“At the time, I had just delivered a libretto for ‘A Thousand Splendid Suns’ and I was looking for an opera project, but not something that was as enormous or consuming as a two-act, full-length new opera. After seeing ‘The Other Room,’ I decided I wanted to write something in that format. Mark hooked me up with composer Martin Hennessy, which was a match made in heaven. We have totally compatible sensibilities and we collaborate incredibly well. We’re a bit like the odd couple in a way, but we enjoy meeting and talking about ideas.”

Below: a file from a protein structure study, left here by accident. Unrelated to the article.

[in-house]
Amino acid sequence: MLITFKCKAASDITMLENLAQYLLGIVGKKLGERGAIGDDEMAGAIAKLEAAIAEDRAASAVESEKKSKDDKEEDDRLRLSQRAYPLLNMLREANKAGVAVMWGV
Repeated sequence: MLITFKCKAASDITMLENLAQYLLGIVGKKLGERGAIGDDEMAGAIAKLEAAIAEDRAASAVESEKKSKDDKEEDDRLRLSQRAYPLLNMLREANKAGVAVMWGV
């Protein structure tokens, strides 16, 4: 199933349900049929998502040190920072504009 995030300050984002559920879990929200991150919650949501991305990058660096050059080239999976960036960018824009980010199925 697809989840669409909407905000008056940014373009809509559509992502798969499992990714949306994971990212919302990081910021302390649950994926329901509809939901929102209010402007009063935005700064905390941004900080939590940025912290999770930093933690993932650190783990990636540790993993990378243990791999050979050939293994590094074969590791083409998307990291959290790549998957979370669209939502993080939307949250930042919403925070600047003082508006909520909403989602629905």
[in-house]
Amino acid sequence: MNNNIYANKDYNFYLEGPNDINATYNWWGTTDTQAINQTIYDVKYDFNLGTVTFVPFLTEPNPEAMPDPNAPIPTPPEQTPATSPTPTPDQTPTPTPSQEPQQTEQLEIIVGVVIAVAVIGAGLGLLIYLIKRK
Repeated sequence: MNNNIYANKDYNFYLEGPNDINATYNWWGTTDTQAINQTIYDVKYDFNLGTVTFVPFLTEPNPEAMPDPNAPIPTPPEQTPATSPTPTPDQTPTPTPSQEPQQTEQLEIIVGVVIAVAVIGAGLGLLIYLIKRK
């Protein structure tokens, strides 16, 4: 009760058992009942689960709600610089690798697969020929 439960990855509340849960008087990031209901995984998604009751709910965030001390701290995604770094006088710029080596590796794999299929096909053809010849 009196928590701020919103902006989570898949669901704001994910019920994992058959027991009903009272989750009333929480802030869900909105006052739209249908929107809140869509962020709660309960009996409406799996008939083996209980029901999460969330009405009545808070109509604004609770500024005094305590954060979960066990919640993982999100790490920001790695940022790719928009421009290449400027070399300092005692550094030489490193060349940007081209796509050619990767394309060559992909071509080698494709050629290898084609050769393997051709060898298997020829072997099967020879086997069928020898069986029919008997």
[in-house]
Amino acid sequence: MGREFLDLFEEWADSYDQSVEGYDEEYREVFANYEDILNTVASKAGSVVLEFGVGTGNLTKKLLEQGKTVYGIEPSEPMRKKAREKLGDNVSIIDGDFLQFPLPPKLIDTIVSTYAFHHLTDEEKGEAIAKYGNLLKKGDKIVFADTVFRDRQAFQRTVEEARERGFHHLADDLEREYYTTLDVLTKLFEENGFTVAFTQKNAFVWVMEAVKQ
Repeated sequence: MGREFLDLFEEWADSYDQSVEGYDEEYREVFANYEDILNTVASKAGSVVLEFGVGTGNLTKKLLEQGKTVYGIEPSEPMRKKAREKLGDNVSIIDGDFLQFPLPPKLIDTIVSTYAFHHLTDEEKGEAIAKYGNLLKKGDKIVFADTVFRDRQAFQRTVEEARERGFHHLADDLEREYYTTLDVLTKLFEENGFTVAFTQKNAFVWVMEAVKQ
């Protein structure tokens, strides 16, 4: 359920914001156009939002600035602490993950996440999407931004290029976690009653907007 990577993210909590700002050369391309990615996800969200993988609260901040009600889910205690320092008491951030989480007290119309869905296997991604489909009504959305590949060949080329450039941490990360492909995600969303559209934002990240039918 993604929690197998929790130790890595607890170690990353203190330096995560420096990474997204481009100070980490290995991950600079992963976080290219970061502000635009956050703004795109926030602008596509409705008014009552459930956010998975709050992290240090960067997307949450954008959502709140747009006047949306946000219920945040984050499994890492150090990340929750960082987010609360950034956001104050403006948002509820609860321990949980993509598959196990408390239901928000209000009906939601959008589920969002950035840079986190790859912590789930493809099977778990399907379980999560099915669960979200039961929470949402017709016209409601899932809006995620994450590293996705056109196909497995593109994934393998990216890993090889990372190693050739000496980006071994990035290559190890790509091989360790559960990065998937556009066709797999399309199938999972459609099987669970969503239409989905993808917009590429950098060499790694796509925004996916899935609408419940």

From that introduction, Mr. Kitsakos and Mr. Hennessy crafted “An Incident in Sutton Square” and “The Woman in Penthouse A.” “’An Incident in Sutton Square’ deals with a particularly disabling subset of OCD called arithmomania, in which you are obsessed with counting and organizing things in numeric sequence. I had experienced a dog walker on the street that did something that upset me, so I created this character who is mourning the loss of his dog and he has an encounter on the street with a dog walker. In the piece, Danny breaks the fourth wall to recount his experience with this dog walker to the audience. What I love most about this piece is that Danny counts in fives, so Martin took that as a challenge to compose the score in odd meters. In so doing, he really brought this character to life.”